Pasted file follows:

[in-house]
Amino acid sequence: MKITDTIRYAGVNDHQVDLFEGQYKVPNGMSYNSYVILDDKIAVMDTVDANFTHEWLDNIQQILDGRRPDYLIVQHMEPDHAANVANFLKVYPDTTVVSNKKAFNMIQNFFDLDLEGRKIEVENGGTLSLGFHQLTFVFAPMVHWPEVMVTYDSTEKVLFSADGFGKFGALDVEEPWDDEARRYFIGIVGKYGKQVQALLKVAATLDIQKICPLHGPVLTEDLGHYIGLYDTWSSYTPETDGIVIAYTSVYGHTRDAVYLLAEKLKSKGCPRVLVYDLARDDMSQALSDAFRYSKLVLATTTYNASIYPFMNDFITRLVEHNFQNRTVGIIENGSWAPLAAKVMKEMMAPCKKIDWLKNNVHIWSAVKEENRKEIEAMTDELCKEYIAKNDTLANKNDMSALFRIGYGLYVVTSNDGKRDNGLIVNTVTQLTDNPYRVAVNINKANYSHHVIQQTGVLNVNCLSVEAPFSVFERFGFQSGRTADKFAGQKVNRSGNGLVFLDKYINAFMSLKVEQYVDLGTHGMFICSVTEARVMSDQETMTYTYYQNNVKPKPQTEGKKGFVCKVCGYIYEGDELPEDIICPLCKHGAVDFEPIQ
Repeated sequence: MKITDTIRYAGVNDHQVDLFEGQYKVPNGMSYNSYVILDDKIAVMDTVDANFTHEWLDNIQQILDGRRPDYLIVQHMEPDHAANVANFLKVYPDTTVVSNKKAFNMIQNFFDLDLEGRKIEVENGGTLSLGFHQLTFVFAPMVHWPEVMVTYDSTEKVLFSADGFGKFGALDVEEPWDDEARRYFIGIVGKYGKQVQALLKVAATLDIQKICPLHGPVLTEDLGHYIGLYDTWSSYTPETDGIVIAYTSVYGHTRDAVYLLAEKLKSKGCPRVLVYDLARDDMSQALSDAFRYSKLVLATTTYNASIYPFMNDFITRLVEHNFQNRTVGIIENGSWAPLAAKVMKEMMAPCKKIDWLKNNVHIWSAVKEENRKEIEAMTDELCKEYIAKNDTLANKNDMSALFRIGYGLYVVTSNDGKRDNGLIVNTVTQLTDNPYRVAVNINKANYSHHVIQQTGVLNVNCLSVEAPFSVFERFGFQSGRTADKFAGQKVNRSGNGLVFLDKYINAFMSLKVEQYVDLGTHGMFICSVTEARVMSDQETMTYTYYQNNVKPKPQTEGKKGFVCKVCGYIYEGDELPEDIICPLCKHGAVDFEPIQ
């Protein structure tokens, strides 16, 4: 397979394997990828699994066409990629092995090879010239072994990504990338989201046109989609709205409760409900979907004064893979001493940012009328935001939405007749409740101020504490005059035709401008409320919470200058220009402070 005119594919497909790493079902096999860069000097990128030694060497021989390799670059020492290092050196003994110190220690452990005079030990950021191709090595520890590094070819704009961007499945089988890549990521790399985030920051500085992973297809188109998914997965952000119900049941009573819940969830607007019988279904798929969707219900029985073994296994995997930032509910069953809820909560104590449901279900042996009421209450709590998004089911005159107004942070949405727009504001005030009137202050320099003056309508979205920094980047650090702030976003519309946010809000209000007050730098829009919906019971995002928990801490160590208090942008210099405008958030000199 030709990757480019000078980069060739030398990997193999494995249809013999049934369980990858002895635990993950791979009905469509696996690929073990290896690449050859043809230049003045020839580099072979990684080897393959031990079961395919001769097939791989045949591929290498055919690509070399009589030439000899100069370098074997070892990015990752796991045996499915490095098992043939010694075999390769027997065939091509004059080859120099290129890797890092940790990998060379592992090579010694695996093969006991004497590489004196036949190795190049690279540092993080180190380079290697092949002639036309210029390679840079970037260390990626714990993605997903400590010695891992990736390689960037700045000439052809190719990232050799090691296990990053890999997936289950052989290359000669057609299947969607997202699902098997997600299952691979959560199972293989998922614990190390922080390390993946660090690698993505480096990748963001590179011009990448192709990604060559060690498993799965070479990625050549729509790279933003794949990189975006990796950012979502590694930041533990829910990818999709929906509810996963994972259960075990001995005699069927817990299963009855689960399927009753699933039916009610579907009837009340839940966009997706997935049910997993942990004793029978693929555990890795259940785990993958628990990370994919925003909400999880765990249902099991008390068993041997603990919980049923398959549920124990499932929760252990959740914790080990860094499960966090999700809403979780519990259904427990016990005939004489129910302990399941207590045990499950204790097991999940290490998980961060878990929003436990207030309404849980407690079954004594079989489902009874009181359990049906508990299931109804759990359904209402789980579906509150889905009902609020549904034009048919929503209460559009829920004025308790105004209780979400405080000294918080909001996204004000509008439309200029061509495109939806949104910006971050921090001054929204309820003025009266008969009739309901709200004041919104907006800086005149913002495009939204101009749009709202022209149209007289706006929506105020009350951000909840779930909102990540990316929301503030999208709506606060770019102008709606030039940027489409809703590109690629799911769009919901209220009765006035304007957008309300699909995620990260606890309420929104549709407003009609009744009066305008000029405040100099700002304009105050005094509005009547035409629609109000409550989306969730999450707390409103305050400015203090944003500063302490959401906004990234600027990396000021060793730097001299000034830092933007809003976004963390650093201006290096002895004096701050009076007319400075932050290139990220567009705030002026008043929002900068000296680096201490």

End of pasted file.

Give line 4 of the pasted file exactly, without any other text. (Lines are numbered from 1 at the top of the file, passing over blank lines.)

């Protein structure tokens, strides 16, 4: 397979394997990828699994066409990629092995090879010239072994990504990338989201046109989609709205409760409900979907004064893979001493940012009328935001939405007749409740101020504490005059035709401008409320919470200058220009402070 005119594919497909790493079902096999860069000097990128030694060497021989390799670059020492290092050196003994110190220690452990005079030990950021191709090595520890590094070819704009961007499945089988890549990521790399985030920051500085992973297809188109998914997965952000119900049941009573819940969830607007019988279904798929969707219900029985073994296994995997930032509910069953809820909560104590449901279900042996009421209450709590998004089911005159107004942070949405727009504001005030009137202050320099003056309508979205920094980047650090702030976003519309946010809000209000007050730098829009919906019971995002928990801490160590208090942008210099405008958030000199 030709990757480019000078980069060739030398990997193999494995249809013999049934369980990858002895635990993950791979009905469509696996690929073990290896690449050859043809230049003045020839580099072979990684080897393959031990079961395919001769097939791989045949591929290498055919690509070399009589030439000899100069370098074997070892990015990752796991045996499915490095098992043939010694075999390769027997065939091509004059080859120099290129890797890092940790990998060379592992090579010694695996093969006991004497590489004196036949190795190049690279540092993080180190380079290697092949002639036309210029390679840079970037260390990626714990993605997903400590010695891992990736390689960037700045000439052809190719990232050799090691296990990053890999997936289950052989290359000669057609299947969607997202699902098997997600299952691979959560199972293989998922614990190390922080390390993946660090690698993505480096990748963001590179011009990448192709990604060559060690498993799965070479990625050549729509790279933003794949990189975006990796950012979502590694930041533990829910990818999709929906509810996963994972259960075990001995005699069927817990299963009855689960399927009753699933039916009610579907009837009340839940966009997706997935049910997993942990004793029978693929555990890795259940785990993958628990990370994919925003909400999880765990249902099991008390068993041997603990919980049923398959549920124990499932929760252990959740914790080990860094499960966090999700809403979780519990259904427990016990005939004489129910302990399941207590045990499950204790097991999940290490998980961060878990929003436990207030309404849980407690079954004594079989489902009874009181359990049906508990299931109804759990359904209402789980579906509150889905009902609020549904034009048919929503209460559009829920004025308790105004209780979400405080000294918080909001996204004000509008439309200029061509495109939806949104910006971050921090001054929204309820003025009266008969009739309901709200004041919104907006800086005149913002495009939204101009749009709202022209149209007289706006929506105020009350951000909840779930909102990540990316929301503030999208709506606060770019102008709606030039940027489409809703590109690629799911769009919901209220009765006035304007957008309300699909995620990260606890309420929104549709407003009609009744009066305008000029405040100099700002304009105050005094509005009547035409629609109000409550989306969730999450707390409103305050400015203090944003500063302490959401906004990234600027990396000021060793730097001299000034830092933007809003976004963390650093201006290096002895004096701050009076007319400075932050290139990220567009705030002026008043929002900068000296680096201490």